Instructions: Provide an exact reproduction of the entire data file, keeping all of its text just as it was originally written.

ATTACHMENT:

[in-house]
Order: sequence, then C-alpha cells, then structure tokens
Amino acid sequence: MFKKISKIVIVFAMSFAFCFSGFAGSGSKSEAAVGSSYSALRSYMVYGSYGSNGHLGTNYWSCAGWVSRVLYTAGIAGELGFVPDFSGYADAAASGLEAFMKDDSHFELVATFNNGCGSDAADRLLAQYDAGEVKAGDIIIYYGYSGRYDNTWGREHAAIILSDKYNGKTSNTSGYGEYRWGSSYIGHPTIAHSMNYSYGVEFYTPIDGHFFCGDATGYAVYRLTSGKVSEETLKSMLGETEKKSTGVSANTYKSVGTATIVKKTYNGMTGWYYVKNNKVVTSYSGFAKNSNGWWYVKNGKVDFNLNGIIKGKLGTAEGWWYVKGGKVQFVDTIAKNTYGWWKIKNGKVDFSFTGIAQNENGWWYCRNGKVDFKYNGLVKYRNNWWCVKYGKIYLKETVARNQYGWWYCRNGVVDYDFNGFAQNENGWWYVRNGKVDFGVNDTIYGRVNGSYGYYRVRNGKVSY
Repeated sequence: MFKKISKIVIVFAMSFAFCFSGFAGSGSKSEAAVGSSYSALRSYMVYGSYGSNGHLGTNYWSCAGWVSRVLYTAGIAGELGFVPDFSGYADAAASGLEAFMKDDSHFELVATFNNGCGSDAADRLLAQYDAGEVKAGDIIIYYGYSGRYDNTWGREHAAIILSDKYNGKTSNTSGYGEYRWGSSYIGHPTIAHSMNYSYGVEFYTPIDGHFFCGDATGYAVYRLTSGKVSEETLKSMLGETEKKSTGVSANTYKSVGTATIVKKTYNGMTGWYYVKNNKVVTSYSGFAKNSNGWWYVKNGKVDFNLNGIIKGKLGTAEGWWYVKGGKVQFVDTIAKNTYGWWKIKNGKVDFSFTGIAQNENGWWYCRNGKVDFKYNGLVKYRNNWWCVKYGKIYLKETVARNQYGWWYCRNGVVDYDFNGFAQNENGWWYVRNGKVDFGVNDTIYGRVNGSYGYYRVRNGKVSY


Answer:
[in-house]
Order: sequence, then C-alpha cells, then structure tokens
Amino acid sequence: MFKKISKIVIVFAMSFAFCFSGFAGSGSKSEAAVGSSYSALRSYMVYGSYGSNGHLGTNYWSCAGWVSRVLYTAGIAGELGFVPDFSGYADAAASGLEAFMKDDSHFELVATFNNGCGSDAADRLLAQYDAGEVKAGDIIIYYGYSGRYDNTWGREHAAIILSDKYNGKTSNTSGYGEYRWGSSYIGHPTIAHSMNYSYGVEFYTPIDGHFFCGDATGYAVYRLTSGKVSEETLKSMLGETEKKSTGVSANTYKSVGTATIVKKTYNGMTGWYYVKNNKVVTSYSGFAKNSNGWWYVKNGKVDFNLNGIIKGKLGTAEGWWYVKGGKVQFVDTIAKNTYGWWKIKNGKVDFSFTGIAQNENGWWYCRNGKVDFKYNGLVKYRNNWWCVKYGKIYLKETVARNQYGWWYCRNGVVDYDFNGFAQNENGWWYVRNGKVDFGVNDTIYGRVNGSYGYYRVRNGKVSY
Repeated sequence: MFKKISKIVIVFAMSFAFCFSGFAGSGSKSEAAVGSSYSALRSYMVYGSYGSNGHLGTNYWSCAGWVSRVLYTAGIAGELGFVPDFSGYADAAASGLEAFMKDDSHFELVATFNNGCGSDAADRLLAQYDAGEVKAGDIIIYYGYSGRYDNTWGREHAAIILSDKYNGKTSNTSGYGEYRWGSSYIGHPTIAHSMNYSYGVEFYTPIDGHFFCGDATGYAVYRLTSGKVSEETLKSMLGETEKKSTGVSANTYKSVGTATIVKKTYNGMTGWYYVKNNKVVTSYSGFAKNSNGWWYVKNGKVDFNLNGIIKGKLGTAEGWWYVKGGKVQFVDTIAKNTYGWWKIKNGKVDFSFTGIAQNENGWWYCRNGKVDFKYNGLVKYRNNWWCVKYGKIYLKETVARNQYGWWYCRNGVVDYDFNGFAQNENGWWYVRNGKVDFGVNDTIYGRVNGSYGYYRVRNGKVSY